Scuba Diving and Dental Health: Tooth Squeeze

Posted on: 13 November 2017


If you have recently taken up scuba diving, you may not have considered how it may affect your dental health. At first, it may seem highly unlikely that diving underwater using professional equipment could cause any harm to your teeth. However, there are a number of dental issues which can occur when scuba diving. Below is a guide to one of the most common issues, tooth squeeze.

What is tooth squeeze?

Tooth squeeze is the common name for a condition called barodontalgia. Tooth squeeze occurs when there is a small air bubble inside a tooth. The most likely cause of an air bubble is a filling. When your dentist fills a cavity in a tooth, a small amount of air may become trapped between the tooth and the filler material. In day-to-day life, these small air bubbles do not present a problem. This is because the external air pressure and the air pressure within the cavity are more or less the same. However, when you go scuba diving, the water which surrounds you causes the external pressure to increase. As the ambient pressure of the water increases, the air which is trapped within your filling will expand. However, this expanding air has nowhere to go, and so instead, it will press against the nerves inside the tooth, resulting in a sharp, constant pain as the tooth is 'squeezed'. In extreme cases, the change in pressure causes the filling to become loose or to disintegrate. There are reports of divers losing up to 5 fillings during one extremely deep dive.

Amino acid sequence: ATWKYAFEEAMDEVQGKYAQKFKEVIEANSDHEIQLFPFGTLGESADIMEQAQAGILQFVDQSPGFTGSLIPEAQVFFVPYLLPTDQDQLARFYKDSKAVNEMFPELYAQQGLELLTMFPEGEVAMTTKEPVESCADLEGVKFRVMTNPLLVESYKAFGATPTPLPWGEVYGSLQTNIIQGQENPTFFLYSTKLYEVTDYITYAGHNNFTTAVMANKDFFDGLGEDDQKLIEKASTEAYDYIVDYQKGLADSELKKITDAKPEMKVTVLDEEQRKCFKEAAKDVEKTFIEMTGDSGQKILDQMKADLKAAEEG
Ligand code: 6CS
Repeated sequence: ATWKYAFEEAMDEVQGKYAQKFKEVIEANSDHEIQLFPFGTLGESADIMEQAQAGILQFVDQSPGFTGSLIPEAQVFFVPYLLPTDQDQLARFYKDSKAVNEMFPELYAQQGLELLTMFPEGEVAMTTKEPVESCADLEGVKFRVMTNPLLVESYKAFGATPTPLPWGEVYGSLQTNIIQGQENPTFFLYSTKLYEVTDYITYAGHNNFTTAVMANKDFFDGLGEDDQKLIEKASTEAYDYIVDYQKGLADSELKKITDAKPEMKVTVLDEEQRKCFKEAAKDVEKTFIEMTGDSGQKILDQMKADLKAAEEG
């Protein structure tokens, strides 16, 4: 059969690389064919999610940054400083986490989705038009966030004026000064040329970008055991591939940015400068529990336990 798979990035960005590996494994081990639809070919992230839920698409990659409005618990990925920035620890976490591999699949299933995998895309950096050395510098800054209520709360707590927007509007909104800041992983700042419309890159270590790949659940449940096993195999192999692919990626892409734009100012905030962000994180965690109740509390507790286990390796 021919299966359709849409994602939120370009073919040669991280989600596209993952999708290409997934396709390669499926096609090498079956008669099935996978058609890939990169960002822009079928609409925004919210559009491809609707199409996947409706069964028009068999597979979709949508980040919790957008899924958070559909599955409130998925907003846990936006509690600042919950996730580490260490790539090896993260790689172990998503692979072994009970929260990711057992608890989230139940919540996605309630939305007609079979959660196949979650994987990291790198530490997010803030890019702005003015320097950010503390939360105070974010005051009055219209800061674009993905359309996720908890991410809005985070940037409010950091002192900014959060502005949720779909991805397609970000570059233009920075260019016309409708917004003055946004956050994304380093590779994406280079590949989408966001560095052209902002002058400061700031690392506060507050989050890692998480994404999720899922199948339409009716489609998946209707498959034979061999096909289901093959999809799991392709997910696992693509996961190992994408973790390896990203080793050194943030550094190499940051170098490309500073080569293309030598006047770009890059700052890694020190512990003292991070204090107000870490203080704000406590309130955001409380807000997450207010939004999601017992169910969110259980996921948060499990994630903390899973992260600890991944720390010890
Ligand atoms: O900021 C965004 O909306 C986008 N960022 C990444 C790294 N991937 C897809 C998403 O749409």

What should you do if you experience tooth squeeze?

If you are diving and you experience tooth squeeze, you should stop your descent and then slowly return to the surface as you have been trained to do. As you ascend and the water pressure falls, the pain should stop. You should then visit a dentist and request an x-ray. The x-ray will allow the dentist to identify which fillings have air trapped inside them. Once these fillings have been removed and refilled, you should no longer experience this problem. If you are diving and you lose fillings or crowns as a result of tooth squeeze, you should see an emergency dentist as soon as possible to have repair work carried out to restore your teeth and prevent infection.

If you would like to find out more about looking after your teeth while scuba diving, you should book an appointment with your dentist today.